To a packed audience, along with a showing of the film The Music Box (inspired by the steep steps down to North Shields Fish Quay, close to Stan Laurel’s Dockwray Square home) we did a script-in-hand performance of the opening scenes in an atmosphere of great excitement and staged in the same large suite Stan and Ollie hired for their visit. After which things moved rapidly and it became apparent to both of us that Pauline should now tackle the play head-on. Thus she is now is now redrafting her father’s original for the new play, Laurel & Hardy in Tynemouth which Cloud Nine hopes to produce at the coast in late Autumn 2015 and which will be advertised as written ‘by Tom and Pauline Hadaway.’

We have asked director Teddy Kiendl, a long-time admirer of Hadaway’s work, to direct the play. During Teddy’s years as artistic director of Live Theatre (he now lives in North Wales), he produced new plays by both Tom and Pauline Hadaway. This year is the tenth anniversary of Tom Hadaway’s death; the fiftieth anniversary of Stan Laurel’s death. All the stars seem in place.

I’ve just returned from Liverpool, where myself, Pauline and Teddy sat round a table for an all-consuming but exhilirating six and a half hour discussion on the work. All of us bring to this project emotional and artistic Hadaway baggage.It excites us all and scares us all a bit too.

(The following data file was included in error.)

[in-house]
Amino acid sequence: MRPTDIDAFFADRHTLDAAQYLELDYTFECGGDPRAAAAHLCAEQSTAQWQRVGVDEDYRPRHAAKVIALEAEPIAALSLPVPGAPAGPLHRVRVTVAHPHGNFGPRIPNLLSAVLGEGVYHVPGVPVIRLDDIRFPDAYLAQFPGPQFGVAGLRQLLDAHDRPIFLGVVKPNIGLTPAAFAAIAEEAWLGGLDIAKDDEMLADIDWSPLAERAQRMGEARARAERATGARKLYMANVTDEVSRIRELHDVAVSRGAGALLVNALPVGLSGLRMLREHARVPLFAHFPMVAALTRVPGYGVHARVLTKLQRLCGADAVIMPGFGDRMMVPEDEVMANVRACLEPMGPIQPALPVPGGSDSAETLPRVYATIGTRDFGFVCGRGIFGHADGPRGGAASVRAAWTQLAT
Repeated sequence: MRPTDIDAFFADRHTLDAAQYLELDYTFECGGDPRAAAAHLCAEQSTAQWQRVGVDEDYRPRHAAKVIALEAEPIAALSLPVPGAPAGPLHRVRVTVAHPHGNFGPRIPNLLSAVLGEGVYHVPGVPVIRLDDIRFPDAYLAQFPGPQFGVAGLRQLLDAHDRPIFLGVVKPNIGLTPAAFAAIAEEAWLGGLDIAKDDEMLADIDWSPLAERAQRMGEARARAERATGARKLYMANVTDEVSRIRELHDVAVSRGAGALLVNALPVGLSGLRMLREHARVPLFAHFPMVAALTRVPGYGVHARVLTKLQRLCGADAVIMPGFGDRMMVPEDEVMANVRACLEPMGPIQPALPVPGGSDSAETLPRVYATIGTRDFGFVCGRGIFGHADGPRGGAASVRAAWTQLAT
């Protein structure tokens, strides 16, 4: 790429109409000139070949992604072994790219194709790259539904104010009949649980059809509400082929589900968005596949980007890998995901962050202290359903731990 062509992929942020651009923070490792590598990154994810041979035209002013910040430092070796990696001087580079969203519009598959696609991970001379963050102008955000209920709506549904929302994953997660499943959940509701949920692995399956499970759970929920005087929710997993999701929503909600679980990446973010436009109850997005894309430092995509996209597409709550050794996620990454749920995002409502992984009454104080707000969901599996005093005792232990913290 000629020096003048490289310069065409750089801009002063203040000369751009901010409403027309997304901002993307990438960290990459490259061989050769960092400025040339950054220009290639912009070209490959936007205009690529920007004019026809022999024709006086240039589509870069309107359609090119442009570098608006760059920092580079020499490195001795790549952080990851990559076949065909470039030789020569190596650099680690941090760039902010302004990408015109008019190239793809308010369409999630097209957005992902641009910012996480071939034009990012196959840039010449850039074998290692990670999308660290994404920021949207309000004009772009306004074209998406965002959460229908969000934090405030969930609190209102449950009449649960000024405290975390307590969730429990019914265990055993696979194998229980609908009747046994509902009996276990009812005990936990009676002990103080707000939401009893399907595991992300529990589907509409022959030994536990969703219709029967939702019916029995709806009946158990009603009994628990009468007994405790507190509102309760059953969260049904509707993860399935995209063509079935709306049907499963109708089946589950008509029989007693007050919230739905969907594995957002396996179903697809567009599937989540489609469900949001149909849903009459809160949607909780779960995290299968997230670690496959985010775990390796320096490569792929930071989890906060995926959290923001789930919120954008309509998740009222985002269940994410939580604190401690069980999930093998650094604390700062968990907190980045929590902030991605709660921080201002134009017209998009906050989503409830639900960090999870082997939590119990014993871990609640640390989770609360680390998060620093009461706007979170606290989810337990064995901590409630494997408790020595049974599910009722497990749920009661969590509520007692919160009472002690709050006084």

Pauline made the interesting comment that although her father is still held in enormous affection in this region and elsewhere, his body of work is not being sufficiently performed. This production may redress that.
A preliminary event at the Grand Hotel– along with two L & H films and a talk on Stan Laurel’s life, sold out rapidly and the eventual play may prove to be one of the theatrical highlights in the region for some years. The script (still in formation at the time of this blog) takes as its premise the possibility that one of the young chamber maids at the hotel in 1932 may have been Stan Laurel’s daughter – though he left North Shields at an early age, Stanley did briefly return to his roots later.

Laurel & Hardy’s 1932 visit, when they were the most famous comic act in the world, cause enormous interest at the time, but has now been mainly forgotten. This play will, we hope bring both that visit and Tom Hadaway the playwright back into public focus.

Peter Mortimer